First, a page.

The Spies Revisited

Deuteronomy 1:19-46

Moses now turns to discuss the reason the Israelites are still in the wilderness. Moses reminds them that 38 years earlier  the people had approached him asking to send spies to check out the land they were about to inherit, ostensibly to form a battle plan. Moses had selected 12 leaders from among them for the task who, he says, brought proof of the glory of the Promised Land. But, the people rejected God’s gift saying it would be impossible to conquer a land inhabited by giants.


According to Moses, he then tried to calm the people, assuring them that with God’s help, they could accomplish anything. The people did not believe him, though, and despaired of ever reaching the Land of Israel.


God heard the complaints of the people, Moses continues, and decided to wipe out the generation that slandered the land, save Caleb and Joshua, who alone spoke well of the land. Upon hearing the news, Moses reminds the people, the generation of the desert regretted their rejection and tried to enter the land anyway, but it was too late. God did not help them and those who tried were wiped out. The survivors were destined to wander the desert for forty years, slowly dying out. In this way only their children, those now standing before Moses, could enter the land.


The Israel Bible points out that this account emphasizes how special the Land of Israel is. Even the spies, who came back with slander, determined to bad-mouth the Promised Land, could not help but praise its bounty.


Virtual Classroom Discussion

There are many discrepancies between the account of the spies described here by Moses and that recorded in Numbers 13-14. Why do you think that is? Why might Moses have opted to modify the details for this audience?


Comments ( 5 )

The comments below do not necessarily reflect the beliefs and opinions of The Israel Bible™.

Post a Reply

Comments must adhere to our guidelines or they may be removed.

  • Herman Arentsen

    First of all Moshe wanted to warn the descendants of the in the desert deceased ones that why his account is so lengthy. He also wanted to teach them while he was till alive. He wanted them to convince of the importance of the words of the leadership. (now his passing away was close. Moshe had tried to open up the eyes of their fathers for the bounty of the country G-d is planning them to give. They only looked at the dangers. (except for Caleb and Jehoshua.) Look for the good things the heavenly Father is going togive you and trust Him.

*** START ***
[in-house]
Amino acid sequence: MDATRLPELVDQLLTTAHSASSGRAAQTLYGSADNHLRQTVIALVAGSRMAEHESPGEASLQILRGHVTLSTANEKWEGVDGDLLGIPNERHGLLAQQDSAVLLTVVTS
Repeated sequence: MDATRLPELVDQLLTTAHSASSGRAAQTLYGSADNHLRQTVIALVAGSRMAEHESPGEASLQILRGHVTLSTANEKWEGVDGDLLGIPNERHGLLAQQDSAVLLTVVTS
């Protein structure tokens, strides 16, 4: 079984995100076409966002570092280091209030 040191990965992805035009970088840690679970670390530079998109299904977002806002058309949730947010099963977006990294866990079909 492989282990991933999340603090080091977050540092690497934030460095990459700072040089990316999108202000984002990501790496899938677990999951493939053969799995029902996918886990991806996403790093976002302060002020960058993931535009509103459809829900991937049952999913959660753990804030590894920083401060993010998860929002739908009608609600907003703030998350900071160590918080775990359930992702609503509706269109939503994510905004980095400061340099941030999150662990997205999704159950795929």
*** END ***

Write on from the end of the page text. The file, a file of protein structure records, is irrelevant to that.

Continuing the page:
• Doreen Poole

    Those who did not believe the report were already gone, no need to put it on their children but just a reminder should have been sufficient. The narrative was enough to remind them why those loved ones were no longer with them.

  • Diana Brown

    Moses wanted Israel to know they should trust the Lord when He commands His People. Listening to man’s counsel instead turned an eleven day hike into a 40 year marathon march. He is a leader who loves them and He wants to remind them to follow the Leader that Moses talked to face to face. Time is running out for Moses. When someone knows they will soon be gathered unto their people, they choose on what words to speak carefully because they know the time is short. Would that be why he spoke about what he saw as the most important issues to remember?

    • Tsivya Fox

      Good insight. I also believe that people know what they have done wrong. We do not always have to remind them clearly. By simply stating a situation, it reminds people to do better,especially when it comes to the Land of Israel. (remember The Sound of Music when Maria thanks the children for their warm welcome and they burst out crying?)

    • Angela B

      I agree, it was a summary this time, a reminder of sorts, they had already witnessed the things he was now talking about.

Skip to toolbar